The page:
Take a bow, Kazuyoshi Miura, but take your time.
The year was 1986. We bid our farewells to the great Phil Lynott and said fáilte romhat to some British blow-in named Jack Charlton. It was a year where Ireland as a whole received a monumental boost as Knock Airport opened for the first time, and Diego Maradona almost single-handedly disposed of England from the World Cup in Mexico.
But as Ireland welcomed to the world such talents as that lad Donal Skehan from the telly, Brazil awoke to the talents of a 19-year-old man known as 'King Kazu', who signed his first ever professional contract with Santos. The Japanese striker went on to become Japan's first true footballing icon. His Asian Footballer of the Year award in 1993 - Japan's first ever - coincided with the launch of the J-League, and Kazu went on to represent his country on 89 occasions, netting 55 times for the Samurai Blue.
His career in the J-League was interspersed with spells in Europe - including one trial at Bournemouth in the '90s - but since 2005 (when he was 38 years old), he's remained at Yokohama FC, who currently operate in Japan's second tier.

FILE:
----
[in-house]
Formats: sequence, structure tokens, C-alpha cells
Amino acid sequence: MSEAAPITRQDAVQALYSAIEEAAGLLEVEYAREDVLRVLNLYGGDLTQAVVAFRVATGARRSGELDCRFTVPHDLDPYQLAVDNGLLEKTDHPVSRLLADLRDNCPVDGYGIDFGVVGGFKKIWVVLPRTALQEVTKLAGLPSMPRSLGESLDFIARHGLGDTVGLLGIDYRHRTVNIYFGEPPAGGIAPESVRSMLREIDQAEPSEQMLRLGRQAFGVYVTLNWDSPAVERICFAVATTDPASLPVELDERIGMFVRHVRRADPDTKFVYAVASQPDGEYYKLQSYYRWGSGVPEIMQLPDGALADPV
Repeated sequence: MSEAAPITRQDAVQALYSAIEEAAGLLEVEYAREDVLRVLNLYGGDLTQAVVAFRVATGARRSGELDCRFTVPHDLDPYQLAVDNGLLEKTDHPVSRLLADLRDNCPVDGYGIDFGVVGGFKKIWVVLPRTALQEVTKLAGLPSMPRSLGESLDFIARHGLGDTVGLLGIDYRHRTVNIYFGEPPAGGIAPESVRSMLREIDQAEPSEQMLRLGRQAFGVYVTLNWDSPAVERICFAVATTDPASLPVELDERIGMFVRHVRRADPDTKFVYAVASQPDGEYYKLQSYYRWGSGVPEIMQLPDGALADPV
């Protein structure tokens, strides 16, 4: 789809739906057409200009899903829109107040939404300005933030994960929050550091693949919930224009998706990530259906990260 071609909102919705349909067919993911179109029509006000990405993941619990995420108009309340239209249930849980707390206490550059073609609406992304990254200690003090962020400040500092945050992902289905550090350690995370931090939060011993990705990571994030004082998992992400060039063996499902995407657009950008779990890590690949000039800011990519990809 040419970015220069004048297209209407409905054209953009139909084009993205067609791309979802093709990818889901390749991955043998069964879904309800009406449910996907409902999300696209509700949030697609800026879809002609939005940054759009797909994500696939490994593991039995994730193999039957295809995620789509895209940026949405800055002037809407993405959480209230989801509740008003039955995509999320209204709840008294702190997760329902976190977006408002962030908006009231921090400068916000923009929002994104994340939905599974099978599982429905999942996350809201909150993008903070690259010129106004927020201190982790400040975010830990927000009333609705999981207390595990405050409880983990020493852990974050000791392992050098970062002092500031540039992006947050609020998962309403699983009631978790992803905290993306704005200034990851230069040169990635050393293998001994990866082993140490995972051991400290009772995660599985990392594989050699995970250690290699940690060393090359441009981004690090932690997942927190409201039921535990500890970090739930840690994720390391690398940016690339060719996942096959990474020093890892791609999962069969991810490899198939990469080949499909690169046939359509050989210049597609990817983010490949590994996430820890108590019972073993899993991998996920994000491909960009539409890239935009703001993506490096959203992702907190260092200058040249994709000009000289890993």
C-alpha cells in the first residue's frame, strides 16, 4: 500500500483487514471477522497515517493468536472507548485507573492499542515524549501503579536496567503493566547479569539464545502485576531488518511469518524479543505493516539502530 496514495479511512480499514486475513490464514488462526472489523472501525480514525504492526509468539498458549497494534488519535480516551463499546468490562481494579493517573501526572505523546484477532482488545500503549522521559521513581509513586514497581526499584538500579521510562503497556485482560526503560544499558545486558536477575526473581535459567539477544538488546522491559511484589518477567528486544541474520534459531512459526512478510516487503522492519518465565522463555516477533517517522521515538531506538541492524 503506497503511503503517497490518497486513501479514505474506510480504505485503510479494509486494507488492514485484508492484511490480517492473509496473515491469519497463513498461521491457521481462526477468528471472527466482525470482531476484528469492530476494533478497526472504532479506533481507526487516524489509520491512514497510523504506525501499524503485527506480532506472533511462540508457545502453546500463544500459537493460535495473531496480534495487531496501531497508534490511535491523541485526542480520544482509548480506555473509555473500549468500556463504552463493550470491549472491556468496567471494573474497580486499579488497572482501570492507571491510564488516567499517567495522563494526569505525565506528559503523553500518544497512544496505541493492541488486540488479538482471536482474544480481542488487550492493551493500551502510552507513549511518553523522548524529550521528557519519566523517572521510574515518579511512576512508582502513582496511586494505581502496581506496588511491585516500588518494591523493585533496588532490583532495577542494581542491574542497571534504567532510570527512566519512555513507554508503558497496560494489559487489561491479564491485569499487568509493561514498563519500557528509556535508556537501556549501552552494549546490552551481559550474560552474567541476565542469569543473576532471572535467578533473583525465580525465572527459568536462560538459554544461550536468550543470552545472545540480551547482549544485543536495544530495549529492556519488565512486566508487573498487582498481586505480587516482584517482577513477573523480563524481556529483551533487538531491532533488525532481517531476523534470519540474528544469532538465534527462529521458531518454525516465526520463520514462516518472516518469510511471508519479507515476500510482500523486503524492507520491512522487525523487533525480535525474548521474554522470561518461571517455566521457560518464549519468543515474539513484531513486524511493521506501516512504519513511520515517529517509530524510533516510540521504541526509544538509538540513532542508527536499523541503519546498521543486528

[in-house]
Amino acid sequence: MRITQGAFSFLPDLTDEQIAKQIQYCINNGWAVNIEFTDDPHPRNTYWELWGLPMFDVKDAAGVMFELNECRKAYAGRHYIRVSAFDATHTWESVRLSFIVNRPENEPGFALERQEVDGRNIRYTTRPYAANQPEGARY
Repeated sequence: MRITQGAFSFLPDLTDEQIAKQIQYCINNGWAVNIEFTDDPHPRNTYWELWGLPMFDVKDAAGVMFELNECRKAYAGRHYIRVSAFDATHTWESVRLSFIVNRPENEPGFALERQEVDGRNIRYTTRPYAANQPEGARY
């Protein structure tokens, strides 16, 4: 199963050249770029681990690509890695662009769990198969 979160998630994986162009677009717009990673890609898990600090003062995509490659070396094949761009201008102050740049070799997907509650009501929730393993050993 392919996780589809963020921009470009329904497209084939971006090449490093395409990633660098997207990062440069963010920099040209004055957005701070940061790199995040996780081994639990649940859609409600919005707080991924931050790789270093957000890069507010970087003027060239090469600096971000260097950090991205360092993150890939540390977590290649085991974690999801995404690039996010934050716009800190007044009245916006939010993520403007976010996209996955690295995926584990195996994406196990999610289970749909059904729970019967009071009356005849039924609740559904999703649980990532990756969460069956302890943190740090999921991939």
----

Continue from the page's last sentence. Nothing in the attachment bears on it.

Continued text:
Last week, Kazu broke Stanley Matthews' record as he became the oldest professional player in the history of football, aged 50 years and 7 days, as he started Yokohama's 1–1 draw against V-Varen Nagasaki (Matthews' record dated back to 1965, when he was two days younger than Kazu is now).
Today, however, Miura went one better, scoring the only goal in Yokohama FC's 1-0 win over Thespa Kusatsu, and in dong so becoming the oldest goalscorer in the history of professional football. And he even broke out his famous "Kazu dance" for good measure.
— かっちゃん (@jubiloman10) March 12, 2017
Miura is now into the 32nd year of his professional career, and in January signed a new contract which will see him continue to play for Yokohama as he embarks on his sixth decade on this weird planet. Fair balls to him.